The program is open to working artists, arts organizers and nonprofit community leaders. The Friday event is free; a fee of $25 is required for the all-day Saturday workshops. Details available at harvesterarts.com

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Artists are entrepreneurs, and artists are small businesses.

LIVING AND SUSTAINING A CREATIVE LIFE IN KANSAS

ABOVE The Harvester Arts center is led by Kristin Beal, Kate Van Steenhuyse and Ryan Gates.


madeinkansas 14 Lee Aerospace produces aviation industry parts from its headquarters and plant in Wichita.


I’m happy and extremely pleased to have it back as a privately owned business in Wichita.

Kansas aviation has a rich history, and that tradition continues to be advanced with success stories such as Lee Aerospace in Wichita. Founded in 1989 by Jim Lee, the company was purchased by the Triumph Group in 2000, and then reacquired by Lee in 2014. “Although it was a great experience being part of a large group, I’m happy and extremely pleased to have it back as a privately owned business in Wichita,” Lee says. “We currently employ 250 people and continue to look for new opportunities in airplane windows and composite assemblies.” Long recognized as a leader in the manufacturing of acrylic aircraft windows, aero-structure assemblies and composite parts, Lee Aerospace currently provides parts to distributors around the world. It also has provided Viking 400 twin fuselages to Canada for the past three and a half years. With this success at home and abroad, Lee Aerospace won the state’s Exporter of the Year Award during this year’s International Trade Day held June 6 at Emporia State University. Lee describes winning this award as “extremely exciting” and attributes it to “the great people working here. They are what create success for our company.” He also said that the city of Wichita, Sedgwick County and the state of Kansas had been essential partners in helping the company win the Viking 400 project that enabled Lee Aerospace to “secure jobs in Kansas and to eventually help us win this award.”

THE EXPORTER OF THE YEAR AWARD

PHOTOGRAPHS Justin Lister

Nominated for the award by Glen Heil, director of after-market sales at Lee Aerospace, the company then underwent a visit by representatives of the Kansas Department of Commerce and gave a video presentation to the Kansas International Trade Coordinating Council about their history and export initiatives. Based on this presentation as well as their use of foreign language promotional materials, network of overseas distributors, and long-range international strategies and prospects for future growth among other criteria, Lee Aerospace was named the 2017 Exporter of the Year during this year’s International Trade Day held June 6 at Emporia State University. OTHER FINALISTS FOR THE 2017 EXPORTER OF THE YEAR AWARD INCLUDED: Bergkamp, Inc. Salina-based manufacturer of equipment to maintain pavement. KSI Conveyors, Inc. Sabetha-based manufacturer of agricultural equipment, including conveyors and seed bins. Schroer Manufacturing Company (Shor-Line) Kansas City-based manufacturer of animal care equipment, such as veterinarian examination tables.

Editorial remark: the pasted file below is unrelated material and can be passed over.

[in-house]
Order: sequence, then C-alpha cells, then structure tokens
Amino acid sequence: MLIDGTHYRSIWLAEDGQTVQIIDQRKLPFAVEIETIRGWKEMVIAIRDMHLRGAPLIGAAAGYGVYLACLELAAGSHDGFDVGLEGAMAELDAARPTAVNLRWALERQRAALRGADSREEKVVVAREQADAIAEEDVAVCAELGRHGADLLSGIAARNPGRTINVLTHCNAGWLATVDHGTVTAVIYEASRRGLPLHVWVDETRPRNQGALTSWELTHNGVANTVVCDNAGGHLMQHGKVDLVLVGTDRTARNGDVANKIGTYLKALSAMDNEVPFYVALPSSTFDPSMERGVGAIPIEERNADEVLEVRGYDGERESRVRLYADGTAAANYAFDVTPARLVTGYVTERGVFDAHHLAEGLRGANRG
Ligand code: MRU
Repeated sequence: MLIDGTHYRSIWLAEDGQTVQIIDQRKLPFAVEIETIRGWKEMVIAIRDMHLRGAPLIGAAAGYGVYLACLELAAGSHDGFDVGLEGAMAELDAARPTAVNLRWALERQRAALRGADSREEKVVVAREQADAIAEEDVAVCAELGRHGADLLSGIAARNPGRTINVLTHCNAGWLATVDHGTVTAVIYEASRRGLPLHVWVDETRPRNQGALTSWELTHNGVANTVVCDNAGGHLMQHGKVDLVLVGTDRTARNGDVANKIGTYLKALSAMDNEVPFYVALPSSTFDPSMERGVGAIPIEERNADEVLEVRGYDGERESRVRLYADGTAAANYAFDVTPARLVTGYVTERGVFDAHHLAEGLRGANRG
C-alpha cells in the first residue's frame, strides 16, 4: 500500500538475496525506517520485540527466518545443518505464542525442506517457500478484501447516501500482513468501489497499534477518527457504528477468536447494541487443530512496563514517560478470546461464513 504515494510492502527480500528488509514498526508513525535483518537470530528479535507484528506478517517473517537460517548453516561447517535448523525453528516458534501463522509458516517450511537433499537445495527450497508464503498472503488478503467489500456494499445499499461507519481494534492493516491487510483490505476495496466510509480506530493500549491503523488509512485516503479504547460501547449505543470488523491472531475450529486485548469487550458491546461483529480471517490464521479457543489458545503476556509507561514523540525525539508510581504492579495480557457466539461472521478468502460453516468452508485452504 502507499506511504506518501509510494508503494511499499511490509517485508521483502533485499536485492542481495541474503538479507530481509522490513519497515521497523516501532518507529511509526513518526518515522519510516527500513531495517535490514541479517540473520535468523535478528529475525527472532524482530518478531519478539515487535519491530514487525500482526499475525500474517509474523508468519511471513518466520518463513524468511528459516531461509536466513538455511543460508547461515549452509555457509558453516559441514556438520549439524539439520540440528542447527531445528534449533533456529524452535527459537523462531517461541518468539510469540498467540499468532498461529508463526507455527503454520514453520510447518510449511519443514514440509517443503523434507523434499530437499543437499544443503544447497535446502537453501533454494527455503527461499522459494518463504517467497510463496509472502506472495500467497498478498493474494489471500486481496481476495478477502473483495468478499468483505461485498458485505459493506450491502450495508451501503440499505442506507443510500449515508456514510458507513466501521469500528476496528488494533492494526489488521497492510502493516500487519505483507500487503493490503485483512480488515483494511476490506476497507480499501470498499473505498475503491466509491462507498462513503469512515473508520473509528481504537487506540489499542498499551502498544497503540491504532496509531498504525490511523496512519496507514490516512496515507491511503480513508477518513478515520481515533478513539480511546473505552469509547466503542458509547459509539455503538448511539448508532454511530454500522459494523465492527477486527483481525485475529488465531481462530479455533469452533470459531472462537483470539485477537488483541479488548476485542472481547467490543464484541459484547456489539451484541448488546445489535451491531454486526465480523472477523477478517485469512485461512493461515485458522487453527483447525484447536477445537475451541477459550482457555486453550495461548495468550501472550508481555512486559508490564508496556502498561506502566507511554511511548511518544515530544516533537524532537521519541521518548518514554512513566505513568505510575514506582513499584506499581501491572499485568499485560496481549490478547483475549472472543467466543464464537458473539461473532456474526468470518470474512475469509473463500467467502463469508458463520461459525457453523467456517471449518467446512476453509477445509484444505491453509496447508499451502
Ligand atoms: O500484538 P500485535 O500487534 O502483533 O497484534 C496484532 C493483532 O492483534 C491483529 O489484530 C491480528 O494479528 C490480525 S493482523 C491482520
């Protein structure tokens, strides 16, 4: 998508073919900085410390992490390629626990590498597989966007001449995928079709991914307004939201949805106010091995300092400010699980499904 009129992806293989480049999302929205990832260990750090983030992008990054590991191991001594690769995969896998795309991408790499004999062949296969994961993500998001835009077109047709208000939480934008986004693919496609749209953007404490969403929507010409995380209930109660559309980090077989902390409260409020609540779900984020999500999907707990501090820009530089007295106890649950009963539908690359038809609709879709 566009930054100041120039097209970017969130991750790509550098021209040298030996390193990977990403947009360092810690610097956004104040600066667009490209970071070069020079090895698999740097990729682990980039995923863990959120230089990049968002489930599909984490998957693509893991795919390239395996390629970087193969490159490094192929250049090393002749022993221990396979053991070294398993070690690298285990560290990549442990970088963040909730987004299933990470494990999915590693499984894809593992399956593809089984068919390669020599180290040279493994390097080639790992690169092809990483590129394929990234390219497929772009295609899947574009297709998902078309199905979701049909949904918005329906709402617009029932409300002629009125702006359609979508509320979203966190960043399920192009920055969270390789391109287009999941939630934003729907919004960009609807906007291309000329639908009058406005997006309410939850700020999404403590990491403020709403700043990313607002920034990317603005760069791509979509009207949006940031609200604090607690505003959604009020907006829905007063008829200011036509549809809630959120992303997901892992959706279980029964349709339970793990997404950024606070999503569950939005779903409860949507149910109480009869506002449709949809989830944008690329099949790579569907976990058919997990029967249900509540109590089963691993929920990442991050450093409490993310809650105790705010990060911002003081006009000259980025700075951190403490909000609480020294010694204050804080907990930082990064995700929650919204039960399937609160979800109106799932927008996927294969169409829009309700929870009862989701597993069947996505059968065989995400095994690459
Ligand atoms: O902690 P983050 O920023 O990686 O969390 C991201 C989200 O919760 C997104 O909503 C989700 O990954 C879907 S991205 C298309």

madeinkansas 15

Kansas Aviation Abroad


hometown This year, 68 businesses were nominated for the 2017 Governor’s Award of Excellence in four categories: Manufacturing/ Distribution, Service, Retail and Hospital/Non-Profit. Finalists for the 2017 award included: Certainteed Corporation McPherson Community National Bank and Trust Chanute Boot Hill Distillery Dodge City United Telephone Assn., Inc./ United Wireless Comm, Inc. Dodge City

CHOOSING WHERE TO THRIVE When Cereal Ingredients founder and CEO Robert Hatch was looking for a new location for his Kansas City-based company in 2005, his first choice was Leavenworth, Kansas. Honoring a promise to the Leavenworth County Port Authority to bring job growth in exchange for land, Cereal Ingredients quickly proved an important addition to its new hometown. Since arriving, the specialty food ingredients manufacturer has increased its work force from 32 to 184 and its plant size from 40,000 square feet to 200,000 square feet—with options for additional land in the region. Cereal Ingredients has also been heavily involved in the community through its offer of scholarships, participation in a variety of fundraising events and festivals, and donation of 800 muffins per quarter to one of the city’s churches for distribution to the food insecure. “The state of Kansas has been good to us,” Hatch says. “We are doing super well here. We’re growing at a good rate, both in our physical plant and in our products, with approximately three percent of our income going to research and development.” The holder of numerous domestic and international patents, Cereal Ingredients currently markets more than 250 products—with non-GMO options—that add flavor, texture or color to foods such as cereals, rolls or even ice cream. As a result of its overall success, business growth and community connection, Cereal Ingredients received the 2017 Kansas Governor’s Award of Excellence, the top state recognition given to a state business. In addition to the Kansas Governor’s Award of Excellence, Cereal Ingredients also won the 2009 Kansas Exporter of the Year Award.